development: maintaining an                                     5.2 percent in the first three quarters in 2018,
                                                                effectively supporting the growth in the economy.
accommodative stance
                                                                High household debt poses a risk to highly
Inflation remained low and near the lower bound
                                                                leveraged households when interest rates begin
of the inflation target range, creeping up slightly
                                                                to normalize. The low and steady interest rate
in 2018. Headline inflation has slowly risen,
                                                                environment, past fiscal and quasi-fiscal policies
averaging 1.1 percent in 2018 from 0.7 percent in
                                                                to stimulate consumption through housing and
2017 (Figure 7). Rising energy prices in the global
                                                                car tax rebates as well as the rice pledging
market impacted the prices of transportation
                                                                scheme6, competition in consumer credit and loose
and communication which remained elevated
                                                                macro-prudential stance in specialized financial
throughout the year and contributed more than half
                                                                institutions all contributed to higher leverage in
of the inflation in 2018 (Figure 8). Food inflation,
                                                                the household sector. From less than 60.0 percent
meanwhile, remains subdued at 0.4 percent in
                                                                in 2010, the household debt to GDP peaked at
2018, due to the absence of price growth in
                                                                81.2 percent in the fourth quarter of 2015 but has
2017. The marginal increase in food inflation was
                                                                slowly fallen to 77.5 percent in the second quarter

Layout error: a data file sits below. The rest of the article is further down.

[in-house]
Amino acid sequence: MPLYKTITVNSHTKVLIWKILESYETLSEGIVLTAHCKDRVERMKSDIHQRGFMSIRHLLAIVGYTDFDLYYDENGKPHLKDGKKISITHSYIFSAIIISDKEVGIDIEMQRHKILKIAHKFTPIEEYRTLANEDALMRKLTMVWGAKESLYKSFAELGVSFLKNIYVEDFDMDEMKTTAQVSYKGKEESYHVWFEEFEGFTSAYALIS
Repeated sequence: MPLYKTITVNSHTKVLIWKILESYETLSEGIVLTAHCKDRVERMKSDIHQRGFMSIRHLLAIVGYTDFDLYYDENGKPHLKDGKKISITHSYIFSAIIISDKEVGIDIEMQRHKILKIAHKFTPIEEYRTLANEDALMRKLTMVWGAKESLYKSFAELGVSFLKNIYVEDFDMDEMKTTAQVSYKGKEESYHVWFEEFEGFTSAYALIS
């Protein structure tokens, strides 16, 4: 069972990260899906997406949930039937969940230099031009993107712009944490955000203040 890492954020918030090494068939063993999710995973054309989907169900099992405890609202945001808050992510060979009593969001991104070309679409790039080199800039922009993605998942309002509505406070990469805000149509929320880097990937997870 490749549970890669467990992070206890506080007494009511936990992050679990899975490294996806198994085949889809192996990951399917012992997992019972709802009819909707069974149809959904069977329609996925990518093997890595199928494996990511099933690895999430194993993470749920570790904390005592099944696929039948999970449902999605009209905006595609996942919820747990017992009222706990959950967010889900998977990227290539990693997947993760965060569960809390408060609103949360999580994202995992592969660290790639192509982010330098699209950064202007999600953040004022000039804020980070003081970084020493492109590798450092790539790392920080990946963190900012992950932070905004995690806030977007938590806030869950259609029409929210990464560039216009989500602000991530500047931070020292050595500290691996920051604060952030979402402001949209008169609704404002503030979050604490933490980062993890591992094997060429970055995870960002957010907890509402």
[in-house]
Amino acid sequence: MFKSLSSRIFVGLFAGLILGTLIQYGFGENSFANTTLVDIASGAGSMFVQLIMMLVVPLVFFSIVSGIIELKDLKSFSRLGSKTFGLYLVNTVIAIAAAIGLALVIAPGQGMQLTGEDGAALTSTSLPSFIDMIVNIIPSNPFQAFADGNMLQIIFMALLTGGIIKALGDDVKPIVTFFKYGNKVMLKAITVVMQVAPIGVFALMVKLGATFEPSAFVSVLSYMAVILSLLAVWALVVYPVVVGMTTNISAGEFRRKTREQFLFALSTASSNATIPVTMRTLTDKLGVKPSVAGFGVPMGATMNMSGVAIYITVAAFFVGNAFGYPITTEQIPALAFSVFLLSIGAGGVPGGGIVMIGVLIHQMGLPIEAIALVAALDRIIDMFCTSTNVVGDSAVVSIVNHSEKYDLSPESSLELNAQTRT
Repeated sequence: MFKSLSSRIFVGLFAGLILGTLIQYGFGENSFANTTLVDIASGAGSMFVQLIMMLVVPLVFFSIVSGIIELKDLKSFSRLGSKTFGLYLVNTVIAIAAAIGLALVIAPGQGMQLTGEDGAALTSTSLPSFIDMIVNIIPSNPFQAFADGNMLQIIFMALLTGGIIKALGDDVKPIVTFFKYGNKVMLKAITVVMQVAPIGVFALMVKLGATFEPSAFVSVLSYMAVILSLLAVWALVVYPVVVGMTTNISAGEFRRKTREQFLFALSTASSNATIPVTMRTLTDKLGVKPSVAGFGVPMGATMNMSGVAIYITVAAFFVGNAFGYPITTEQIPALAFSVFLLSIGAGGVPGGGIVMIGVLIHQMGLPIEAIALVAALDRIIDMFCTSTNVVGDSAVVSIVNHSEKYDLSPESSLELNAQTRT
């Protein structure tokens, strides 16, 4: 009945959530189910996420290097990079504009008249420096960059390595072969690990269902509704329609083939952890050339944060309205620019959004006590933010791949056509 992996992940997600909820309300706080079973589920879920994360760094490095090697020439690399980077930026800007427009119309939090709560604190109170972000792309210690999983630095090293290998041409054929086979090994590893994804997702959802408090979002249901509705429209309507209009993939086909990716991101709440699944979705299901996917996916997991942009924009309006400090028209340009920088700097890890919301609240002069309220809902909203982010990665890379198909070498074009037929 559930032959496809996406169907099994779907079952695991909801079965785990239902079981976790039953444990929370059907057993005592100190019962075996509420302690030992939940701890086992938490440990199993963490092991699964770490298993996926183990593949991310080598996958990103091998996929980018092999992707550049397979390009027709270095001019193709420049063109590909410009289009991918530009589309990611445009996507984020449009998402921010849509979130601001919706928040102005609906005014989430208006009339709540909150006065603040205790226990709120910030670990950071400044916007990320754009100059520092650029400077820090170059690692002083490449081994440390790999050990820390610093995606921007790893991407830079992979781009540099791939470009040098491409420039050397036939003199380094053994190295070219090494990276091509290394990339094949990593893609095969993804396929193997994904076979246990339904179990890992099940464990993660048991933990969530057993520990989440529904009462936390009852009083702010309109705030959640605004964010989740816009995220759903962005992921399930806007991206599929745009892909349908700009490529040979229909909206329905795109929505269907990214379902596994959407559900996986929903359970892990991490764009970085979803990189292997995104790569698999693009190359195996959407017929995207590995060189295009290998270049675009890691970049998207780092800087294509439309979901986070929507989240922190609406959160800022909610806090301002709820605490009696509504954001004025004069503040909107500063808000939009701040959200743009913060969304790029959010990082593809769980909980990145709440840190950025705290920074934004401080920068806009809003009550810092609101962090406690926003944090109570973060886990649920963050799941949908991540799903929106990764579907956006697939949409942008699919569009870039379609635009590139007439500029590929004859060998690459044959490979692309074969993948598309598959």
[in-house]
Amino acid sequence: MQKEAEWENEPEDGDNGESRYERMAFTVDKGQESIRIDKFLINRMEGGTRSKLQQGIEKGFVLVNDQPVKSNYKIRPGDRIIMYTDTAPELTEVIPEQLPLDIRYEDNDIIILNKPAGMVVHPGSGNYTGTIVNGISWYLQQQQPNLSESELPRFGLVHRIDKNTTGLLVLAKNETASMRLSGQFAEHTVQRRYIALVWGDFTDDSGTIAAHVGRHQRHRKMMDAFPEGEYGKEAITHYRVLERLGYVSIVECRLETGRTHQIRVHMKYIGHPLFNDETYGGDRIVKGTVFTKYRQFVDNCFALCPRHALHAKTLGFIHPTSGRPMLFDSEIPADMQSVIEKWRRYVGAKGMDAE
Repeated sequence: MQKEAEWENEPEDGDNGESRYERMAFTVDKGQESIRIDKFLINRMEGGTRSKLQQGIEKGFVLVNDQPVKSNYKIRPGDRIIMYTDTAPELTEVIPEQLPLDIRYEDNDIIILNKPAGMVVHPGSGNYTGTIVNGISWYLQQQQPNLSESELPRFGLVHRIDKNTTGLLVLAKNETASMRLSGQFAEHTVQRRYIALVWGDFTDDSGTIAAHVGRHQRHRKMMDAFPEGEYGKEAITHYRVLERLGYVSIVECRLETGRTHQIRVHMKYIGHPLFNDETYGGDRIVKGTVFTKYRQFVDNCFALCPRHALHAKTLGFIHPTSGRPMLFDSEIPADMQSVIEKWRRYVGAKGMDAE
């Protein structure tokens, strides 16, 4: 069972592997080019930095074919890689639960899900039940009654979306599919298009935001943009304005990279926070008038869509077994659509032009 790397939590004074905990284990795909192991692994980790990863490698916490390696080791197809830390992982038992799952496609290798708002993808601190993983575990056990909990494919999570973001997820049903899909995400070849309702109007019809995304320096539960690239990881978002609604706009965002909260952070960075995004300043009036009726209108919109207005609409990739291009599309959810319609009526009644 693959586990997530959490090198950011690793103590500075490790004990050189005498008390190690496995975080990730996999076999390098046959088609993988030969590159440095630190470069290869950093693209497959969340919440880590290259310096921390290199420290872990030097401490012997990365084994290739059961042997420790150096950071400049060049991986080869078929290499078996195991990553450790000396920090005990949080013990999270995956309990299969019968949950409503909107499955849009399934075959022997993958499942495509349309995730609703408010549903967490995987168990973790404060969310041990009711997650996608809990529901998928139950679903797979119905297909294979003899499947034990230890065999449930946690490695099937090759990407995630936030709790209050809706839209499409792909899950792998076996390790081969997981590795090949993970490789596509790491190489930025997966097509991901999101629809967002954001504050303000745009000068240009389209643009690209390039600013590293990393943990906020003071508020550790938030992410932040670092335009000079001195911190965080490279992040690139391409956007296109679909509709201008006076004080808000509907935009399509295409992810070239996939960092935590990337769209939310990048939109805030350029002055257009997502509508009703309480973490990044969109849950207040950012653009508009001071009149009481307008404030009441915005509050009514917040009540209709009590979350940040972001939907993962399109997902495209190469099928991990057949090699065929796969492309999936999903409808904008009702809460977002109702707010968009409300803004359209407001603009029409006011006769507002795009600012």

caused by the higher prices of rice, flour and cereal
                                                                of 2018 (Figure 10). The deleveraging, however,
products as the prices of meats, eggs and dairy
                                                                has been uneven and concentrated in wealthier
products, and vegetables and fruits contracted.
                                                                households in certain regions (Figure 11). Given the
Excluding the volatile food and energy items, core
                                                                rise in the central bank policy rate for the first
inflation remains largely stable reaching 0.7 percent
                                                                time in three years and possible future hikes, the
in 2018 from 0.6 percent in 2017. Both headline
                                                                high level of household debt represents a build-up of
and core inflation numbers fell near the lower
                                                                potential vulnerabilities. The Bank of Thailand has
bound of the central bank’s 1–4 percent headline
                                                                recently announced the issuance of loan-to-value
inflation target range.
                                                                caps for high-end housing to pre-empt the build-up
                                                                of risks, and previously tightened credit line limits
With inflation at manageable levels, the Bank of
                                                                for credit card and personal loans.
Thailand maintained its accommodative monetary
policy which supported credit expansion. The
                                                                Nonetheless, Thailand’s financial system remains
Bank of Thailand kept its key policy rate at
                                                                stable with capital adequacy well above Basel 3
1.5 percent from April 2015 to December 2018,
                                                                requirements. The share of non-performing loans
which supported credit growth and in turn,
                                                                to total loan portfolio in commercial banks stood
domestic demand in 2018. In December 2018,
                                                                at 2.94 percent in September 2018, marginally
the Bank of Thailand raised its policy rate to
                                                                lower than the 2.97 percent in September 2017.
1.75 percent to curb risks to financial stability from
                                                                Regulatory capital risk-weighted assets ratio
the extended low-interest rate environment. Bank
                                                                stood at 17.6 percent in the second quarter of
loans grew at an average of 5.5 percent in the first
                                                                2018, the same as in the second quarter of 2017,
three quarters of 2018 from 3.1 percent in the